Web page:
Syrupy dialogue clogs big-hearted 'New Life'

  • Childhood friends Benjamin (Jonathan Patrick Moore) and Ava (Erin Bethea) grow up to fall in love, marry and deal with strife in the hope-infused drama "New Life."

    Childhood friends Benjamin (Jonathan Patrick Moore) and Ava (Erin Bethea) grow up to fall in love, marry and deal with strife in the hope-infused drama "New Life."

 
 
Posted10/27/2016 6:00 AM

The hope-infused family drama "New Life" possesses a huge heart with its arteries seriously clogged by narrative cholesterol in the form of gooey voice-over narration.

Benjamin Morton (Jonathan Patrick Moore) narrates a well-intentioned chronicle of his life, posing profound philosophical observations that sound profoundly obvious. ("It's all the moments," we learn, "both good and bad, that make up a life!")

                                                                                                                                                                                                                       
 

Since he moved from England to the States as a kid, Ben has been in love with his cute neighbor, Ava (played as a teen by Orland Park's Sophia Ntovas, then as an adult by "Fireproof" star Erin Bethea).

Their friendship takes a deeper turn in adolescence, and, after hitting a few bumps in life's winding road, they marry and set out to raise a family.

"New Life" takes a dark "Love Story" detour after Ava suffers a miscarriage. (Cue the obligatory rainstorm when events turn truly sad.)

Narrator Ben continues commenting on the obvious ("I lost track of what's important!") and lets no feeling be expressed by his face when he can simply describe it.

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The screenplay (cowritten by Bethea and director Drew Waters with two others) offers no easy Hollywood epiphanies, such as Dustin Hoffman's abrupt change in "Kramer vs. Kramer."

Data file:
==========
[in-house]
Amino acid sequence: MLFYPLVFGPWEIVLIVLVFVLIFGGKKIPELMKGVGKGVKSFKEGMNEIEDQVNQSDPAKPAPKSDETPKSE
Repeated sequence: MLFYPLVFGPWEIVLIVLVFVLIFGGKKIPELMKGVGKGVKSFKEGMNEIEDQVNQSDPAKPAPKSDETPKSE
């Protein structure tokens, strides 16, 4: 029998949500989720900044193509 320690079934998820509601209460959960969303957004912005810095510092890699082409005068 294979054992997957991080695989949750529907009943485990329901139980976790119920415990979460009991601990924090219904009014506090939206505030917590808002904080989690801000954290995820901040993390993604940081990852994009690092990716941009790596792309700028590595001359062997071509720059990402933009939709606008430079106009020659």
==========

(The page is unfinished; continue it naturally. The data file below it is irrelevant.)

Ben fails (as many men do) to balance his life between business and wife. He struggles long and hard to correct it. And slowly, he does.

"It seems like a lot of work for true love!" Ben's pal Bill (James Marsters) says.

Yes, true love requires hard work, one of many lessons underscored and italicized in "New Life," from Argentum Entertainment, created by Bethea and Waters to distribute family-friendly stories of affirmation and hope.

The cast includes beloved, two-time Jefferson-Award-winning (former) Chicago actress Irma P. Hall as Margaret; the venerable Bill Cobbs as an elderly font of compassion, wisdom and reassurance; plus "Lost" star Terry O'Quinn as a laconic oncologist, a deviation from his best screen performance as a paternal serial killer in the original "The Step-Father."

This veteran trio wisely thins the viscosity of the syrupy dialogue, leaving Moore with the unenviable task of informing us that "The most important thing we can do in life is to live it!"

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